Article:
US approves 25-hour cockpit voice recorders, no rise in pilot retirement age

Aerial view of JFK airport terminal, tower and apron
Mikhalis Makarov /

The United States (US) Senate has passed a key piece of aviation legislation that will finally require planes to be equipped with 25-hour cockpit voice recorders. The legislation in question, the bipartisan Senate Federal Aviation Administration (FAA) Reauthorization Act of 2023, has now been approved by the US Senate Committee on Commerce, Science and Transportation. 

The legislation, which was passed on February 8, 2024, aims to significantly strengthen safety standards in the country and respond to safety concerns over recent aviation accidents and near-misses. 

In recent years, the National Transportation Safety Board (NTSB) has been urging the FAA to increase the cockpit voice recording time from two hours to 25 hours to match safety rules in Europe. 

The NTSB’s investigation into the Alaska Airlines plug door blow out on January 5, 2024, has been hampered because investigators were unable to access important data due to the limited recording time.      

As well as 25-hour cockpit voice recorders, the bill also addressed the shortage of air traffic controllers in the US that has been partly blamed for a spate of near-misses over the last 18 months. 

“The bill mandates that the FAA implement new staffing models to close the current gap of 3,000 controllers and requires the FAA to beef up staffing to close the 20 percent shortage of FAA safety inspectors responsible for certification and production oversight,” the Senate Committee said.  

At the same time, the Senators also rejected the suggestion that the pilot retirement age should rise from 65 to 67 years of age.  

According to Reuters, the US House of Representatives voted in July 2023 to increase the age pilots can retire to 67. However, on February 9, 2024, the Commerce Committee voted 14-13 to reject the hike.  

Elsewhere in the newly passed Act, the FAA will be required to raise the safety bar for foreign repair stations to meet US standards. It requires more deployment of surface detection technology at more large and medium-sized hub airports to prevent near-misses. 

The new legislation strengthens consumer protections, setting the first-ever refund standards for passengers with non-refundable tickets when domestic flights are cancelled or delayed starting at three hours.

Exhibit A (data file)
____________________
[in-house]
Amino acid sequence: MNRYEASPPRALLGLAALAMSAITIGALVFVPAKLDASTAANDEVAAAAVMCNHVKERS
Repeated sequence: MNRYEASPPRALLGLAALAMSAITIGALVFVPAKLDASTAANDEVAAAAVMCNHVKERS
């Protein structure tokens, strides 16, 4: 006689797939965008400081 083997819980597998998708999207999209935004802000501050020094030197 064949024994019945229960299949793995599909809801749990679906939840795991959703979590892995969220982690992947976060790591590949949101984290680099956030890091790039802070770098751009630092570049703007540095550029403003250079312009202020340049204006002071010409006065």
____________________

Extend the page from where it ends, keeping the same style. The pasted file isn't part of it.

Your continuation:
Henceforth, airline vouchers will need to be valid for up to five years and parents will no longer be charged extra to sit next to their children, while fines against airlines for aviation consumer protection violations will be tripled. 

The Act also requires the FAA to create new standards for drones and electric air taxis so that the United States is leading the pack on new technology and creates a dedicated Office of Advanced Aviation Technology at the Department of Transportation (DOT). 

“This bipartisan bill delivers improvements to aviation safety and consumer protections that Americans have been demanding,” said Senator Maria Cantwell, Chair of the Committee. “The bill will put more FAA safety inspectors on factory floors and more air traffic controllers in towers.  It forces airlines to improve customer service—establishing mandatory refunds for flight disruptions and barring carriers from charging extra for families to sit together. Aviation is a key sector of the U.S. economy and supports millions of U.S. jobs. We need to make the right investments, hire the best-skilled workers and make our aviation safety system the gold standard of the world.” 

Commenting on the new legislation, Senator Ted Cruz, Ranking Member of the Committee said: “This bipartisan bill will help ensure the FAA can improve at its core mission of keeping the flying public safe. With the aviation industry facing serious challenges, this legislation charts a course to address many of them while also modernizing and transforming the FAA’s operations. The legislation will also nurture innovation and nascent technology like air taxis, hypersonic planes, and unmanned aircraft.”   

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